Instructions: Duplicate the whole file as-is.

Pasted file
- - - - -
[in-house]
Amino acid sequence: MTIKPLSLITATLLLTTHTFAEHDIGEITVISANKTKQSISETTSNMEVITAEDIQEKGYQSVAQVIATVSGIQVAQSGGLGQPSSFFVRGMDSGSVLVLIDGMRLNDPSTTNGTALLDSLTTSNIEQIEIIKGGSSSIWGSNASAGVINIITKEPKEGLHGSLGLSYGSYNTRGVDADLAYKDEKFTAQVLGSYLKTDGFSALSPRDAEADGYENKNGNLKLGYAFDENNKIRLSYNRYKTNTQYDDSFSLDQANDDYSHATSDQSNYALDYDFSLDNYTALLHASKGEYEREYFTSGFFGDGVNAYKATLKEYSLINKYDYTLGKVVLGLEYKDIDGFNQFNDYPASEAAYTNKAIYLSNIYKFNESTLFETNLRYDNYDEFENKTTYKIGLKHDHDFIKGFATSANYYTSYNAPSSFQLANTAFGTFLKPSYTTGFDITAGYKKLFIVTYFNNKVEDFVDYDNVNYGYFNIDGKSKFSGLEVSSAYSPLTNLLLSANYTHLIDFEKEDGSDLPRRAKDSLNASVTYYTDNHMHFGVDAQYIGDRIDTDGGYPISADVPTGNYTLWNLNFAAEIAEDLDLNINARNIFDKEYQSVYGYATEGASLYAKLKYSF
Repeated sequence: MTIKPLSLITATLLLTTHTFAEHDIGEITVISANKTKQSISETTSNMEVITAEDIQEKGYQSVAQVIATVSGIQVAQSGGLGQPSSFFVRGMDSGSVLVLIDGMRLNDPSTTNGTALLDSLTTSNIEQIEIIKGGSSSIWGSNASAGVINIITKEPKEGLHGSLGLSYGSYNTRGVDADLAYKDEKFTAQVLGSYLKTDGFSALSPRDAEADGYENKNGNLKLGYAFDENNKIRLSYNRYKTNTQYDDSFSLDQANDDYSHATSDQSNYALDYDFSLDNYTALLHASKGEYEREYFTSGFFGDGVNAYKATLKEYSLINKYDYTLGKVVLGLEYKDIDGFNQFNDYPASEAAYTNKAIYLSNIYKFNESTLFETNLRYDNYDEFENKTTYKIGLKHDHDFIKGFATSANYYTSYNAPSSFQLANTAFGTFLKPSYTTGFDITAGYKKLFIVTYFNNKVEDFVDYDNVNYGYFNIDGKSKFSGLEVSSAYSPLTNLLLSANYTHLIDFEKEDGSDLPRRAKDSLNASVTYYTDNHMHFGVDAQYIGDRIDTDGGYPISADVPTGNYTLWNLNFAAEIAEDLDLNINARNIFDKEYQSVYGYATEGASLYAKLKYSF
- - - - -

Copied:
[in-house]
Amino acid sequence: MTIKPLSLITATLLLTTHTFAEHDIGEITVISANKTKQSISETTSNMEVITAEDIQEKGYQSVAQVIATVSGIQVAQSGGLGQPSSFFVRGMDSGSVLVLIDGMRLNDPSTTNGTALLDSLTTSNIEQIEIIKGGSSSIWGSNASAGVINIITKEPKEGLHGSLGLSYGSYNTRGVDADLAYKDEKFTAQVLGSYLKTDGFSALSPRDAEADGYENKNGNLKLGYAFDENNKIRLSYNRYKTNTQYDDSFSLDQANDDYSHATSDQSNYALDYDFSLDNYTALLHASKGEYEREYFTSGFFGDGVNAYKATLKEYSLINKYDYTLGKVVLGLEYKDIDGFNQFNDYPASEAAYTNKAIYLSNIYKFNESTLFETNLRYDNYDEFENKTTYKIGLKHDHDFIKGFATSANYYTSYNAPSSFQLANTAFGTFLKPSYTTGFDITAGYKKLFIVTYFNNKVEDFVDYDNVNYGYFNIDGKSKFSGLEVSSAYSPLTNLLLSANYTHLIDFEKEDGSDLPRRAKDSLNASVTYYTDNHMHFGVDAQYIGDRIDTDGGYPISADVPTGNYTLWNLNFAAEIAEDLDLNINARNIFDKEYQSVYGYATEGASLYAKLKYSF
Repeated sequence: MTIKPLSLITATLLLTTHTFAEHDIGEITVISANKTKQSISETTSNMEVITAEDIQEKGYQSVAQVIATVSGIQVAQSGGLGQPSSFFVRGMDSGSVLVLIDGMRLNDPSTTNGTALLDSLTTSNIEQIEIIKGGSSSIWGSNASAGVINIITKEPKEGLHGSLGLSYGSYNTRGVDADLAYKDEKFTAQVLGSYLKTDGFSALSPRDAEADGYENKNGNLKLGYAFDENNKIRLSYNRYKTNTQYDDSFSLDQANDDYSHATSDQSNYALDYDFSLDNYTALLHASKGEYEREYFTSGFFGDGVNAYKATLKEYSLINKYDYTLGKVVLGLEYKDIDGFNQFNDYPASEAAYTNKAIYLSNIYKFNESTLFETNLRYDNYDEFENKTTYKIGLKHDHDFIKGFATSANYYTSYNAPSSFQLANTAFGTFLKPSYTTGFDITAGYKKLFIVTYFNNKVEDFVDYDNVNYGYFNIDGKSKFSGLEVSSAYSPLTNLLLSANYTHLIDFEKEDGSDLPRRAKDSLNASVTYYTDNHMHFGVDAQYIGDRIDTDGGYPISADVPTGNYTLWNLNFAAEIAEDLDLNINARNIFDKEYQSVYGYATEGASLYAKLKYSF